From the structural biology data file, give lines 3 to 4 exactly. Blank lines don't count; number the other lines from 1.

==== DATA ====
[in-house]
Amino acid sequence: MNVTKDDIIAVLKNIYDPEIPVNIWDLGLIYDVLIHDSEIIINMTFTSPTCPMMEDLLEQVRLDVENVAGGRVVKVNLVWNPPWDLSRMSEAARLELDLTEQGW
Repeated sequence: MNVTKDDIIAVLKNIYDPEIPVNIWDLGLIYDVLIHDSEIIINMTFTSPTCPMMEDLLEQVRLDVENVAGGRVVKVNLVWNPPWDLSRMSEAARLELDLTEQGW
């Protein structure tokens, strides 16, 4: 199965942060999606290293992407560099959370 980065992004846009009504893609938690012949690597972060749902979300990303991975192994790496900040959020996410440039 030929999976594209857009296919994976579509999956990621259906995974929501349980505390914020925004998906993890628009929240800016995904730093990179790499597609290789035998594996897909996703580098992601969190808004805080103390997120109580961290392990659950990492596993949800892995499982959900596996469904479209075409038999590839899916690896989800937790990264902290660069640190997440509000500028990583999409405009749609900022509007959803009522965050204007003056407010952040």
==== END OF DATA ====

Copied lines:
Repeated sequence: MNVTKDDIIAVLKNIYDPEIPVNIWDLGLIYDVLIHDSEIIINMTFTSPTCPMMEDLLEQVRLDVENVAGGRVVKVNLVWNPPWDLSRMSEAARLELDLTEQGW
């Protein structure tokens, strides 16, 4: 199965942060999606290293992407560099959370 980065992004846009009504893609938690012949690597972060749902979300990303991975192994790496900040959020996410440039 030929999976594209857009296919994976579509999956990621259906995974929501349980505390914020925004998906993890628009929240800016995904730093990179790499597609290789035998594996897909996703580098992601969190808004805080103390997120109580961290392990659950990492596993949800892995499982959900596996469904479209075409038999590839899916690896989800937790990264902290660069640190997440509000500028990583999409405009749609900022509007959803009522965050204007003056407010952040």